God, By Any Other Name

I’m doing a large boxful of bite-sized translations. It’s reminding me a great deal of a great many things, most of which shall doubtless find their way here soon. But for now, I’m stuck with a particular sentence. It is this quote from the Quran

…Allah will not change the condition of a people, unless they change that which is within themselves

[Surat Ar Ra’d (13:11)]

It is rather an excellent paradigm for self-regulation, you must admit. Reassuring and threatening, depending on whether you’ve been nice or naughty. The well-behaved, law-abiding folks can rest assured that their state of blessedness will continue, and the ones who are aware of their transgressions can be equally certain that their lot will not change for the better unless they themselves do. What better way to encourage peace and the rule of law amongst the faithful, eh?

Of course, the gaping hole in the fence is how people — or their spiritual guides — choose to define goodness or moral behaviour, but that’s a discussion for another day.

What’s tripping me right now is the word ‘Allah’. Should I leave it as I found it, changing merely the Bengali script for the Roman, or should I translate the entire text precisely, and replace ‘Allah’ with ‘God’? One the one hand, there is accuracy: ‘Allah’ does in fact translate exactly as ‘god’. On the other, however, there could be possible charges of identity-suppression. A too-literal translation could veil the line’s Islamic roots and this, I have been advised, might be a less-than-desirable — even a potentially offensive — end.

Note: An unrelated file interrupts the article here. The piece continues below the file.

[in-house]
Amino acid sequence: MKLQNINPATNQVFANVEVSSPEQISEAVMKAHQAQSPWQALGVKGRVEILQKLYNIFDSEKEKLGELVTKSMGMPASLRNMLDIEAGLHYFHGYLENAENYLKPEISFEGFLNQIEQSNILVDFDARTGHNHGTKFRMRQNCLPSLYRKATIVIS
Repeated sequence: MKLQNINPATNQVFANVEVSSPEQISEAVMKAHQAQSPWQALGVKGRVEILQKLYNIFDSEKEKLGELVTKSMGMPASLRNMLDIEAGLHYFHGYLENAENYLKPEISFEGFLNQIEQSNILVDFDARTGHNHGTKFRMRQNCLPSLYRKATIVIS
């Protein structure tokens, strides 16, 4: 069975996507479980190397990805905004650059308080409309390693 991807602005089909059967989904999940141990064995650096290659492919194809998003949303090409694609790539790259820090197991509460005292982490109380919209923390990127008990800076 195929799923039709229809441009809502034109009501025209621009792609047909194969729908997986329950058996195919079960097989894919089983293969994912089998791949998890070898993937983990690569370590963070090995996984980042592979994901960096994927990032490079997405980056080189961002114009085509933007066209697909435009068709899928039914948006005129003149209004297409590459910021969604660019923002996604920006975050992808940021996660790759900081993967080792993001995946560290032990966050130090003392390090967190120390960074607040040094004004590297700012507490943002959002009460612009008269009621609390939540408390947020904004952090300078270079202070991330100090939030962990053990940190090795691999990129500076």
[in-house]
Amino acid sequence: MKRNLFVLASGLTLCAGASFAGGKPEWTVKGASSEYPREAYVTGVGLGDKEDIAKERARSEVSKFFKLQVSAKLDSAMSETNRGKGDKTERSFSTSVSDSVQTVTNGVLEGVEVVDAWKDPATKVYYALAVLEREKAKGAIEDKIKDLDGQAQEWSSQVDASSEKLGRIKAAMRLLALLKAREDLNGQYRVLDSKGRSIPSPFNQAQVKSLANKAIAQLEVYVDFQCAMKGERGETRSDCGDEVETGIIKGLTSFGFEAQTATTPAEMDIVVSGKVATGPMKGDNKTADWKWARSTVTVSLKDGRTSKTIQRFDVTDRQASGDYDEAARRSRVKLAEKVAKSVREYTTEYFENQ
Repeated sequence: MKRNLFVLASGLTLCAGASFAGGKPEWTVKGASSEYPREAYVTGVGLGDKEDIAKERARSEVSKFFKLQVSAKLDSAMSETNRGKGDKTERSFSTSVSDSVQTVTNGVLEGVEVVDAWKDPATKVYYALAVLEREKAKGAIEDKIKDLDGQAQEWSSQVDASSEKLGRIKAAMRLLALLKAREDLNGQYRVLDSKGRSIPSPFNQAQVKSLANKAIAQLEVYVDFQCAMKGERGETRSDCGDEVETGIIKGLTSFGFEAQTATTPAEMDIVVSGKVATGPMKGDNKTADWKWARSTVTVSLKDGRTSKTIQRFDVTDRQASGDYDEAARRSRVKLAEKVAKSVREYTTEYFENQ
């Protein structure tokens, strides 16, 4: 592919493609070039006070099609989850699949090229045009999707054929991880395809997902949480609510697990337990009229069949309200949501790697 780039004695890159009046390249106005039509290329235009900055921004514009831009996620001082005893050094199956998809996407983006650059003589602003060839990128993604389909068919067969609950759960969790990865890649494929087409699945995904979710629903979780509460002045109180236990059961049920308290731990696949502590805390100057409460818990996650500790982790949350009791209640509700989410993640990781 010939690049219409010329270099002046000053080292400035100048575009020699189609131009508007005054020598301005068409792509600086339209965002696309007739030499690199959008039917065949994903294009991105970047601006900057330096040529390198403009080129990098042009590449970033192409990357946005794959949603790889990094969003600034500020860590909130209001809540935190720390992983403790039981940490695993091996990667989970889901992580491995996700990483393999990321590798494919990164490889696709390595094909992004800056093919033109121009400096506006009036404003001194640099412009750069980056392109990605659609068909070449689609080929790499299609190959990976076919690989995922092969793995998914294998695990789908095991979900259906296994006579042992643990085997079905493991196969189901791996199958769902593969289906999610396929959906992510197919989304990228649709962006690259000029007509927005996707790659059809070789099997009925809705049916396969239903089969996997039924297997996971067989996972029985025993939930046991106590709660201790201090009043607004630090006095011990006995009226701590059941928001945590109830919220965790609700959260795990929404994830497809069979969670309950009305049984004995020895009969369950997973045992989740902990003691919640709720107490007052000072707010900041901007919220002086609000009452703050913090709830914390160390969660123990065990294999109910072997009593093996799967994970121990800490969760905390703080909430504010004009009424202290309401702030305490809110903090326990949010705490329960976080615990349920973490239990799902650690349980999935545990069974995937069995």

Personally, I like the sound of ‘Allah’ being pronounced more than I like ‘god’ (although this could be the numbing effect of familiarity, since I say ‘god’ several times a day, but very seldom do I say ‘allah’), but the ‘offence’ angle I find rather hard to entertain. If people reject a sensible edict merely because it is Islamic in origin, or conversely, accept it only because the Quran advises it, and not on its own merit, then I find I don’t particularly care about the affront my (otherwise harmless) word-choice inflicts on their shallow communalism.